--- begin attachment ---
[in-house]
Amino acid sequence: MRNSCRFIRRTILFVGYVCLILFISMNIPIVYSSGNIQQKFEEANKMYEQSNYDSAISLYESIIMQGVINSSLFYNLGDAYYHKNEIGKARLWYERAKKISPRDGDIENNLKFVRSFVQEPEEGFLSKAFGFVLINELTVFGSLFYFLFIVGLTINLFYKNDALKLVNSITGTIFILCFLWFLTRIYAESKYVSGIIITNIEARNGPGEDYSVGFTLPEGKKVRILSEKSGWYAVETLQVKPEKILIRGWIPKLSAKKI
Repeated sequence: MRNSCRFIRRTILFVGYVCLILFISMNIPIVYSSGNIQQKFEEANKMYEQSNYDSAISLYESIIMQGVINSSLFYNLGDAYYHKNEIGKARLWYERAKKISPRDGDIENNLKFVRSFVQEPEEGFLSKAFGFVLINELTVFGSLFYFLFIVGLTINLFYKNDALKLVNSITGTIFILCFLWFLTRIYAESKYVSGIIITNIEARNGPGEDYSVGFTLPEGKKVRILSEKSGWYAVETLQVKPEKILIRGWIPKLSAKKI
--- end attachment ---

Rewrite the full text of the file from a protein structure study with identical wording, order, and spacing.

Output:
[in-house]
Amino acid sequence: MRNSCRFIRRTILFVGYVCLILFISMNIPIVYSSGNIQQKFEEANKMYEQSNYDSAISLYESIIMQGVINSSLFYNLGDAYYHKNEIGKARLWYERAKKISPRDGDIENNLKFVRSFVQEPEEGFLSKAFGFVLINELTVFGSLFYFLFIVGLTINLFYKNDALKLVNSITGTIFILCFLWFLTRIYAESKYVSGIIITNIEARNGPGEDYSVGFTLPEGKKVRILSEKSGWYAVETLQVKPEKILIRGWIPKLSAKKI
Repeated sequence: MRNSCRFIRRTILFVGYVCLILFISMNIPIVYSSGNIQQKFEEANKMYEQSNYDSAISLYESIIMQGVINSSLFYNLGDAYYHKNEIGKARLWYERAKKISPRDGDIENNLKFVRSFVQEPEEGFLSKAFGFVLINELTVFGSLFYFLFIVGLTINLFYKNDALKLVNSITGTIFILCFLWFLTRIYAESKYVSGIIITNIEARNGPGEDYSVGFTLPEGKKVRILSEKSGWYAVETLQVKPEKILIRGWIPKLSAKKI